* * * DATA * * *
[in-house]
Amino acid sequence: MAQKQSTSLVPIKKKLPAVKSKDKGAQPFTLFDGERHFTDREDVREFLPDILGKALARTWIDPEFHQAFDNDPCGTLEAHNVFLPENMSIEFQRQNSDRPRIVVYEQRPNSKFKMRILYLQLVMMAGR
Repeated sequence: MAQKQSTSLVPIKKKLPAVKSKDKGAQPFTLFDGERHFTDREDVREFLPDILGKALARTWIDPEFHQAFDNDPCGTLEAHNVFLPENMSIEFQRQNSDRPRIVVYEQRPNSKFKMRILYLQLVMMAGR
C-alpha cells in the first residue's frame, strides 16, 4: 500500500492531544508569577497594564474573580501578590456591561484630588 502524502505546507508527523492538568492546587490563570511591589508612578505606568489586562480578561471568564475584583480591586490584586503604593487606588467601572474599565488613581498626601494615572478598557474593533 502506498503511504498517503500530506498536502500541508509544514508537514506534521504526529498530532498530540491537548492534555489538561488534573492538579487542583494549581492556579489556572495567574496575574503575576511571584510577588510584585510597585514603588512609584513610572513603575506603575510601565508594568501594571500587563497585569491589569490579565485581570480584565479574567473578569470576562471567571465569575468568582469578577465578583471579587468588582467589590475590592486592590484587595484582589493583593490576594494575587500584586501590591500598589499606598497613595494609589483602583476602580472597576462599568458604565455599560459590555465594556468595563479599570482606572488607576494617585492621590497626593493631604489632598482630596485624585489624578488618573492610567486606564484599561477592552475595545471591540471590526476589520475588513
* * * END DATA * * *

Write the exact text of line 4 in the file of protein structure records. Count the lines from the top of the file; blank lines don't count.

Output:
C-alpha cells in the first residue's frame, strides 16, 4: 500500500492531544508569577497594564474573580501578590456591561484630588 502524502505546507508527523492538568492546587490563570511591589508612578505606568489586562480578561471568564475584583480591586490584586503604593487606588467601572474599565488613581498626601494615572478598557474593533 502506498503511504498517503500530506498536502500541508509544514508537514506534521504526529498530532498530540491537548492534555489538561488534573492538579487542583494549581492556579489556572495567574496575574503575576511571584510577588510584585510597585514603588512609584513610572513603575506603575510601565508594568501594571500587563497585569491589569490579565485581570480584565479574567473578569470576562471567571465569575468568582469578577465578583471579587468588582467589590475590592486592590484587595484582589493583593490576594494575587500584586501590591500598589499606598497613595494609589483602583476602580472597576462599568458604565455599560459590555465594556468595563479599570482606572488607576494617585492621590497626593493631604489632598482630596485624585489624578488618573492610567486606564484599561477592552475595545471591540471590526476589520475588513